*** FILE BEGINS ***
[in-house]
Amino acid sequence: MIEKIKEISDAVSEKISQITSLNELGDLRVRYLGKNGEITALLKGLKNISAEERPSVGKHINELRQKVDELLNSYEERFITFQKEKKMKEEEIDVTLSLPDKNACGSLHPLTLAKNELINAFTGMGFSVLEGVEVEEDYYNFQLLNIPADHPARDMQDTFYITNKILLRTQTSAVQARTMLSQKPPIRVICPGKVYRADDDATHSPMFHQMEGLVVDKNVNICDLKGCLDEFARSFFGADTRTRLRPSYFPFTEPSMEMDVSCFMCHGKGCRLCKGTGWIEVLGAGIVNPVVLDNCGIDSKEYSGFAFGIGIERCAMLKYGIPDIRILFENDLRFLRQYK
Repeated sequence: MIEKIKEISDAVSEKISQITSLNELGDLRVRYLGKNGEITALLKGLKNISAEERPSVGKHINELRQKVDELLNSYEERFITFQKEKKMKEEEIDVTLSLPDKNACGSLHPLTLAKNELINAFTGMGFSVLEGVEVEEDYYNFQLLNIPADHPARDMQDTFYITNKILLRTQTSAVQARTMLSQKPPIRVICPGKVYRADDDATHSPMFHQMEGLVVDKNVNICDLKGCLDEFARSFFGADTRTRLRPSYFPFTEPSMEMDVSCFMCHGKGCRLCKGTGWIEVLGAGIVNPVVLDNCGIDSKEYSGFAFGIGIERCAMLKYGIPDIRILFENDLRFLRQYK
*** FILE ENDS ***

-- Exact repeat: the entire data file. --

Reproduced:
[in-house]
Amino acid sequence: MIEKIKEISDAVSEKISQITSLNELGDLRVRYLGKNGEITALLKGLKNISAEERPSVGKHINELRQKVDELLNSYEERFITFQKEKKMKEEEIDVTLSLPDKNACGSLHPLTLAKNELINAFTGMGFSVLEGVEVEEDYYNFQLLNIPADHPARDMQDTFYITNKILLRTQTSAVQARTMLSQKPPIRVICPGKVYRADDDATHSPMFHQMEGLVVDKNVNICDLKGCLDEFARSFFGADTRTRLRPSYFPFTEPSMEMDVSCFMCHGKGCRLCKGTGWIEVLGAGIVNPVVLDNCGIDSKEYSGFAFGIGIERCAMLKYGIPDIRILFENDLRFLRQYK
Repeated sequence: MIEKIKEISDAVSEKISQITSLNELGDLRVRYLGKNGEITALLKGLKNISAEERPSVGKHINELRQKVDELLNSYEERFITFQKEKKMKEEEIDVTLSLPDKNACGSLHPLTLAKNELINAFTGMGFSVLEGVEVEEDYYNFQLLNIPADHPARDMQDTFYITNKILLRTQTSAVQARTMLSQKPPIRVICPGKVYRADDDATHSPMFHQMEGLVVDKNVNICDLKGCLDEFARSFFGADTRTRLRPSYFPFTEPSMEMDVSCFMCHGKGCRLCKGTGWIEVLGAGIVNPVVLDNCGIDSKEYSGFAFGIGIERCAMLKYGIPDIRILFENDLRFLRQYK